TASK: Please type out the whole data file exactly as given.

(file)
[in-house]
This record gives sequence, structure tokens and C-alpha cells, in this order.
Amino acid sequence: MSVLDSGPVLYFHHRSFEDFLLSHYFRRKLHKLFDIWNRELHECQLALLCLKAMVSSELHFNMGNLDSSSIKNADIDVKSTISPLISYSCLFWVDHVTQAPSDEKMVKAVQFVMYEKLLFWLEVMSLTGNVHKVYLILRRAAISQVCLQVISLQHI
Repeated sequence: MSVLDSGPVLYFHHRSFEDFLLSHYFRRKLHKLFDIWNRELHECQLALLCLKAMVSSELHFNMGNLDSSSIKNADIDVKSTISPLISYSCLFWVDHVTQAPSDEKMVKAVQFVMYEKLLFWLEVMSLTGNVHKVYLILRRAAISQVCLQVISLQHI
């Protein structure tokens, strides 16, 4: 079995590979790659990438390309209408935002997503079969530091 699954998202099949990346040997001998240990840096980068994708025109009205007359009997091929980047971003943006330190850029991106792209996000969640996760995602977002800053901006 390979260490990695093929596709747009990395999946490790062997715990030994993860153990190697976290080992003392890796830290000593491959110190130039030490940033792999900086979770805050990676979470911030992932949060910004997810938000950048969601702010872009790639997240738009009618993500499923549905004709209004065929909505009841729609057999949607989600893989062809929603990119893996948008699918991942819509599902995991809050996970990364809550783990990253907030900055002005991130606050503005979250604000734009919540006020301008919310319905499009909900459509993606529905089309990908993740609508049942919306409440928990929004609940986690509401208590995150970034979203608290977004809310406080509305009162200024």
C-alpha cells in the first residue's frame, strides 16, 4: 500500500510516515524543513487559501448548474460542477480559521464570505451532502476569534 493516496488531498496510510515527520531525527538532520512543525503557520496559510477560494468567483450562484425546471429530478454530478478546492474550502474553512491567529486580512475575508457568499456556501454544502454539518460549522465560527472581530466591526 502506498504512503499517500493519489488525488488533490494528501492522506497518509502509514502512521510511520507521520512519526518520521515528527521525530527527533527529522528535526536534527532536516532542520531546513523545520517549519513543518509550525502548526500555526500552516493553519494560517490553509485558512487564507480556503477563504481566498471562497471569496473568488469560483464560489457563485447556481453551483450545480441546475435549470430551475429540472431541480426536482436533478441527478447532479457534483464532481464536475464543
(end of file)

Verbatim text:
[in-house]
This record gives sequence, structure tokens and C-alpha cells, in this order.
Amino acid sequence: MSVLDSGPVLYFHHRSFEDFLLSHYFRRKLHKLFDIWNRELHECQLALLCLKAMVSSELHFNMGNLDSSSIKNADIDVKSTISPLISYSCLFWVDHVTQAPSDEKMVKAVQFVMYEKLLFWLEVMSLTGNVHKVYLILRRAAISQVCLQVISLQHI
Repeated sequence: MSVLDSGPVLYFHHRSFEDFLLSHYFRRKLHKLFDIWNRELHECQLALLCLKAMVSSELHFNMGNLDSSSIKNADIDVKSTISPLISYSCLFWVDHVTQAPSDEKMVKAVQFVMYEKLLFWLEVMSLTGNVHKVYLILRRAAISQVCLQVISLQHI
């Protein structure tokens, strides 16, 4: 079995590979790659990438390309209408935002997503079969530091 699954998202099949990346040997001998240990840096980068994708025109009205007359009997091929980047971003943006330190850029991106792209996000969640996760995602977002800053901006 390979260490990695093929596709747009990395999946490790062997715990030994993860153990190697976290080992003392890796830290000593491959110190130039030490940033792999900086979770805050990676979470911030992932949060910004997810938000950048969601702010872009790639997240738009009618993500499923549905004709209004065929909505009841729609057999949607989600893989062809929603990119893996948008699918991942819509599902995991809050996970990364809550783990990253907030900055002005991130606050503005979250604000734009919540006020301008919310319905499009909900459509993606529905089309990908993740609508049942919306409440928990929004609940986690509401208590995150970034979203608290977004809310406080509305009162200024």
C-alpha cells in the first residue's frame, strides 16, 4: 500500500510516515524543513487559501448548474460542477480559521464570505451532502476569534 493516496488531498496510510515527520531525527538532520512543525503557520496559510477560494468567483450562484425546471429530478454530478478546492474550502474553512491567529486580512475575508457568499456556501454544502454539518460549522465560527472581530466591526 502506498504512503499517500493519489488525488488533490494528501492522506497518509502509514502512521510511520507521520512519526518520521515528527521525530527527533527529522528535526536534527532536516532542520531546513523545520517549519513543518509550525502548526500555526500552516493553519494560517490553509485558512487564507480556503477563504481566498471562497471569496473568488469560483464560489457563485447556481453551483450545480441546475435549470430551475429540472431541480426536482436533478441527478447532479457534483464532481464536475464543